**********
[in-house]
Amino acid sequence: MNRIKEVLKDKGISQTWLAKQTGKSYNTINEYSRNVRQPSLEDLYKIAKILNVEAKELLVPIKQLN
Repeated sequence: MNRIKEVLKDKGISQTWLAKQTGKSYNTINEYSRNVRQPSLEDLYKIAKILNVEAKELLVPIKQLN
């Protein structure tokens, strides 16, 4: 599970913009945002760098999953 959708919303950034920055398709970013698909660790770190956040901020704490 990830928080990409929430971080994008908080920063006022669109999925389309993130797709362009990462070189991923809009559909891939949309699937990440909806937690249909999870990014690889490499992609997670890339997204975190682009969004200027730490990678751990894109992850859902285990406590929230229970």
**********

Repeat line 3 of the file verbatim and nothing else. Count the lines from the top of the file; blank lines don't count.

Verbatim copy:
Repeated sequence: MNRIKEVLKDKGISQTWLAKQTGKSYNTINEYSRNVRQPSLEDLYKIAKILNVEAKELLVPIKQLN